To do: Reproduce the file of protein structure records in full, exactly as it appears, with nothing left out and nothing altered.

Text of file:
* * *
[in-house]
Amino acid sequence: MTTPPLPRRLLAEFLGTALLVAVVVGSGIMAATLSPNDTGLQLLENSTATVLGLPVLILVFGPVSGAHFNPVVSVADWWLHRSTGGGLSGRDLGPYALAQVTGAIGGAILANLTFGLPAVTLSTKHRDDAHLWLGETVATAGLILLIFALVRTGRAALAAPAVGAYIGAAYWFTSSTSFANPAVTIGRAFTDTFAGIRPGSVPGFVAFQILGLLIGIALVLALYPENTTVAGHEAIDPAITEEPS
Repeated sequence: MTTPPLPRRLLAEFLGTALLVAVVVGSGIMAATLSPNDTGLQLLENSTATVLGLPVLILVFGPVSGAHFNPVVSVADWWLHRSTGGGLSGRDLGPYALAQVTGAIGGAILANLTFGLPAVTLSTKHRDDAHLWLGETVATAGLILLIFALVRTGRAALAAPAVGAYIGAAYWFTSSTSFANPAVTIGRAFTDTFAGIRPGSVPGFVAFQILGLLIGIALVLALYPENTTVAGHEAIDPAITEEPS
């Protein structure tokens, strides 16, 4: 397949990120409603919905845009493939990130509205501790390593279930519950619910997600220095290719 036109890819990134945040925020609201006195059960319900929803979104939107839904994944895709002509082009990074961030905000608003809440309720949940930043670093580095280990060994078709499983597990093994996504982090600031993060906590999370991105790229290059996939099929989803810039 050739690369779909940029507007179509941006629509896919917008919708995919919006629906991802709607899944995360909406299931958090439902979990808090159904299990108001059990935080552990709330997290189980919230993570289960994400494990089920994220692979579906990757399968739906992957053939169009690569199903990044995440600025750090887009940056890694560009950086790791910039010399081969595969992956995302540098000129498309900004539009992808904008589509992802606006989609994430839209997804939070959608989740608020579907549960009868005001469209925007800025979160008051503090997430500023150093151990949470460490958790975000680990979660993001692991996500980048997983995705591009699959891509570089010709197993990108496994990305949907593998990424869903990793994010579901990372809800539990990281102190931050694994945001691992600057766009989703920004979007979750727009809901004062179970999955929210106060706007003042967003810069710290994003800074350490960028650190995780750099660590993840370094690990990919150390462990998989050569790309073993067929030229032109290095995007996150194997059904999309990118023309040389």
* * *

[in-house]
Amino acid sequence: MTTPPLPRRLLAEFLGTALLVAVVVGSGIMAATLSPNDTGLQLLENSTATVLGLPVLILVFGPVSGAHFNPVVSVADWWLHRSTGGGLSGRDLGPYALAQVTGAIGGAILANLTFGLPAVTLSTKHRDDAHLWLGETVATAGLILLIFALVRTGRAALAAPAVGAYIGAAYWFTSSTSFANPAVTIGRAFTDTFAGIRPGSVPGFVAFQILGLLIGIALVLALYPENTTVAGHEAIDPAITEEPS
Repeated sequence: MTTPPLPRRLLAEFLGTALLVAVVVGSGIMAATLSPNDTGLQLLENSTATVLGLPVLILVFGPVSGAHFNPVVSVADWWLHRSTGGGLSGRDLGPYALAQVTGAIGGAILANLTFGLPAVTLSTKHRDDAHLWLGETVATAGLILLIFALVRTGRAALAAPAVGAYIGAAYWFTSSTSFANPAVTIGRAFTDTFAGIRPGSVPGFVAFQILGLLIGIALVLALYPENTTVAGHEAIDPAITEEPS
């Protein structure tokens, strides 16, 4: 397949990120409603919905845009493939990130509205501790390593279930519950619910997600220095290719 036109890819990134945040925020609201006195059960319900929803979104939107839904994944895709002509082009990074961030905000608003809440309720949940930043670093580095280990060994078709499983597990093994996504982090600031993060906590999370991105790229290059996939099929989803810039 050739690369779909940029507007179509941006629509896919917008919708995919919006629906991802709607899944995360909406299931958090439902979990808090159904299990108001059990935080552990709330997290189980919230993570289960994400494990089920994220692979579906990757399968739906992957053939169009690569199903990044995440600025750090887009940056890694560009950086790791910039010399081969595969992956995302540098000129498309900004539009992808904008589509992802606006989609994430839209997804939070959608989740608020579907549960009868005001469209925007800025979160008051503090997430500023150093151990949470460490958790975000680990979660993001692991996500980048997983995705591009699959891509570089010709197993990108496994990305949907593998990424869903990793994010579901990372809800539990990281102190931050694994945001691992600057766009989703920004979007979750727009809901004062179970999955929210106060706007003042967003810069710290994003800074350490960028650190995780750099660590993840370094690990990919150390462990998989050569790309073993067929030229032109290095995007996150194997059904999309990118023309040389």